Have ye forgotten that true and radiant morn, when in those hallowed and blessed surroundings ye were all gathered in My presence beneath the shade of the tree of life, which is planted in the all‑glorious paradise? Awe‑struck ye listened as I gave utterance to these three most holy words: O friends! Prefer not your will to Mine, never desire that which I have not desired for you, and approach Me not with lifeless hearts, defiled with worldly desires and cravings. Would ye but sanctify your souls, ye would at this present hour recall that place and those surroundings, and the truth of My utterance should be made evident unto all of you. [x]
Here Baha’u’llah’s own Covenant is associated with the Covenant of Alast. According to Abdu’l‑Baha, Baha’u’llah is not talking about a physical gathering. The ‘true and radiant morn’ is an allusion to the Bab, while the ‘tree of life’ is Baha’u’llah and His Covenant. The call was raised within our own souls, but until we purify our hearts we can neither respond nor remember. And this purity of heart consists of desiring only what God desires.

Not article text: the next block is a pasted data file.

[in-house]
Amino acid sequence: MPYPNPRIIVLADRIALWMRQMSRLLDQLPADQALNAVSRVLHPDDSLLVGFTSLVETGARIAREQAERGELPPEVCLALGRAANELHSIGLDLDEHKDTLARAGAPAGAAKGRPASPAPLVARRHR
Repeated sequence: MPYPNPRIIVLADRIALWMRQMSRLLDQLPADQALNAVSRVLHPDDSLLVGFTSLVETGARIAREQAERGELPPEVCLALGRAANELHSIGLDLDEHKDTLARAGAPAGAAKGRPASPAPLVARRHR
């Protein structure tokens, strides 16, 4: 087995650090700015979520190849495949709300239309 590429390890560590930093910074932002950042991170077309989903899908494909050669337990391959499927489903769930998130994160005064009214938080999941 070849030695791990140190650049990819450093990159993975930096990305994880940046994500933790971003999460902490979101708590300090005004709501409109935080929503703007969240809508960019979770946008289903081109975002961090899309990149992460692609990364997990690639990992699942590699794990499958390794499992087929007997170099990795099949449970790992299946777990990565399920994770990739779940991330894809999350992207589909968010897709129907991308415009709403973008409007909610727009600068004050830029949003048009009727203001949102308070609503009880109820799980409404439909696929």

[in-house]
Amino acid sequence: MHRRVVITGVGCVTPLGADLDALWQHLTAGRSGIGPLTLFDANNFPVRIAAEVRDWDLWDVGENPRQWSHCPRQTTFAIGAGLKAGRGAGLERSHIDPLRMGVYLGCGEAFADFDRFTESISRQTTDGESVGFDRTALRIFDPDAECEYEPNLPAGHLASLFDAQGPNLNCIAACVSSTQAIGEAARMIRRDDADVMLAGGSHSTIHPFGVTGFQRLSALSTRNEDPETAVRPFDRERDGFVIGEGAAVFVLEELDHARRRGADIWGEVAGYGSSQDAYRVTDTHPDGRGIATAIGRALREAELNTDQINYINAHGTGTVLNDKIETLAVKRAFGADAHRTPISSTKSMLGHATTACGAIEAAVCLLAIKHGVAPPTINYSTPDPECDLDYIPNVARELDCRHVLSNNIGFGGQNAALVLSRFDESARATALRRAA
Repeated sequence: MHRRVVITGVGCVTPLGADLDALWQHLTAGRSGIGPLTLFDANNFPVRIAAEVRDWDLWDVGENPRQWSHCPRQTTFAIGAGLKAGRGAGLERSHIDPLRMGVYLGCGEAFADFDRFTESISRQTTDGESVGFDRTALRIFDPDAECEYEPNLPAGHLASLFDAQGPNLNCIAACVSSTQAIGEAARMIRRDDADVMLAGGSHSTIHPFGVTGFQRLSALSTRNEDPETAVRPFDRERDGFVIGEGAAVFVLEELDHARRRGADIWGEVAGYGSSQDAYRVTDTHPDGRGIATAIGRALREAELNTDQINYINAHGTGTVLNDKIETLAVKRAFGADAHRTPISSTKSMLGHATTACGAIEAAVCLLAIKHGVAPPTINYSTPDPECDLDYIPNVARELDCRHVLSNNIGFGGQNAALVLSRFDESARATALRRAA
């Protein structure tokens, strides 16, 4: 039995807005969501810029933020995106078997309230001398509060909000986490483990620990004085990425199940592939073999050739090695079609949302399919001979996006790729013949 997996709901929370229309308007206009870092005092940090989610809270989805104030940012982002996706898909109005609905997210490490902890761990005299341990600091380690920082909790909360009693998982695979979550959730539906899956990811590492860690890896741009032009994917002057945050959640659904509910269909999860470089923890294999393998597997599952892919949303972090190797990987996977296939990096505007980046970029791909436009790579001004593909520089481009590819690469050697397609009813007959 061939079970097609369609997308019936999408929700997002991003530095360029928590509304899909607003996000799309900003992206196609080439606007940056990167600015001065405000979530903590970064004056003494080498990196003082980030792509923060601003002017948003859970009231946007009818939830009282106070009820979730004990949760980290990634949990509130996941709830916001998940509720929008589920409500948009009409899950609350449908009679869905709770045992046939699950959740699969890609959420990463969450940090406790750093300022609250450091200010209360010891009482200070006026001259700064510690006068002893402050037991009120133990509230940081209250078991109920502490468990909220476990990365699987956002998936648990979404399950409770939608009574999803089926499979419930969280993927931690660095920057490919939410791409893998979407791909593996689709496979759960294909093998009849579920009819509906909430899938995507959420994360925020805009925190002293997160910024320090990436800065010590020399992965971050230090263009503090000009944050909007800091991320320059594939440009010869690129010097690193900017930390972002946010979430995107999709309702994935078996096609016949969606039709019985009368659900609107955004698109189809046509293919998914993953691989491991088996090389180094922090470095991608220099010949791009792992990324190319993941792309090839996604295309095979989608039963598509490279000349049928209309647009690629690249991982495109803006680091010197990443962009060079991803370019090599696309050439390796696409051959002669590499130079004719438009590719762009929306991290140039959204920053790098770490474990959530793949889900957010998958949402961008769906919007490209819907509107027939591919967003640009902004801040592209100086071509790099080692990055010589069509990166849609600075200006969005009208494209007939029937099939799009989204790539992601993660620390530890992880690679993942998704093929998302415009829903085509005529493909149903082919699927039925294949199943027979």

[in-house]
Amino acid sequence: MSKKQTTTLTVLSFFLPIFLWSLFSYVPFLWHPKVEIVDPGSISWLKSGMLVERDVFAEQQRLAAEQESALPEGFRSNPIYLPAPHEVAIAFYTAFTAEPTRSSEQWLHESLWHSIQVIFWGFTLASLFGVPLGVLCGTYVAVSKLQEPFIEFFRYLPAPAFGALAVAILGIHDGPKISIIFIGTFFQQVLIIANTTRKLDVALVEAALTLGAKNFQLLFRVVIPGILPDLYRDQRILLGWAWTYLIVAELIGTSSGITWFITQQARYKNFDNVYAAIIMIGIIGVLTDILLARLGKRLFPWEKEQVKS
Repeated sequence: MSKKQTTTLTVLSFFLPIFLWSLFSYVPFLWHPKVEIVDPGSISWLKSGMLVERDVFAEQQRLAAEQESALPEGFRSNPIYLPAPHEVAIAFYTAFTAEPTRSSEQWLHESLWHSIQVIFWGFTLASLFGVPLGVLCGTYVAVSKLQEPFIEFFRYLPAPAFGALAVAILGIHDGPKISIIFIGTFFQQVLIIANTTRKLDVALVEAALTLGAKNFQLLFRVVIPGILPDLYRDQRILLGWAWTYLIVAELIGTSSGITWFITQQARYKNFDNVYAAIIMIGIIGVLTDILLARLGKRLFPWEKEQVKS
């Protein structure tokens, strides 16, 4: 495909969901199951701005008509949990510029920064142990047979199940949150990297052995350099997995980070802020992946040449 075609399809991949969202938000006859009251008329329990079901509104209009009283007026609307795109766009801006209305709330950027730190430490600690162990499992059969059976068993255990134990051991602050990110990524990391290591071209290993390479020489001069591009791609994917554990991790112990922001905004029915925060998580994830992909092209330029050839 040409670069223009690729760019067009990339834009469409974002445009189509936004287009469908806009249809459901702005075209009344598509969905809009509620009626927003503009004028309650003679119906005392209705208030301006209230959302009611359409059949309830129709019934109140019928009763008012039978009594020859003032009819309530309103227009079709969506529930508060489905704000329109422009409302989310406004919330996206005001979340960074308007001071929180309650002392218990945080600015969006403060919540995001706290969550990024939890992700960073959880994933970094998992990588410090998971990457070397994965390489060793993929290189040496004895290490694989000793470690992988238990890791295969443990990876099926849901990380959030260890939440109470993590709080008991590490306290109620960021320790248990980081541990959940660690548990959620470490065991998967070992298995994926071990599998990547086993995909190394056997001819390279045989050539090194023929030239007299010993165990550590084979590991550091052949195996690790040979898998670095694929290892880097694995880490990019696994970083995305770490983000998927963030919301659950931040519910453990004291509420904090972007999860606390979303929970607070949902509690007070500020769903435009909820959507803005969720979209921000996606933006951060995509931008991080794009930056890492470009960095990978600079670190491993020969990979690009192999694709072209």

There is another passage in Bahá'u'lláh's "Hidden Words" which alludes to the Covenant:
O My Friends! Call ye to mind that covenant ye have entered into with Me upon Mount Paran, situate within the hallowed precincts of Zaman. I have taken to witness the concourse on high and the dwellers in the city of eternity, yet now none do I find faithful unto the covenant Of a certainty pride and rebellion have effaced it from the hearts, in such wise that no trace thereof remaineth. Yet knowing this, I waited and disclosed it not. [xi]
Note, that as with the Covenant at Sinai, witnesses are called to attest to it. Abdu’l‑Baha interprets this passage as follows: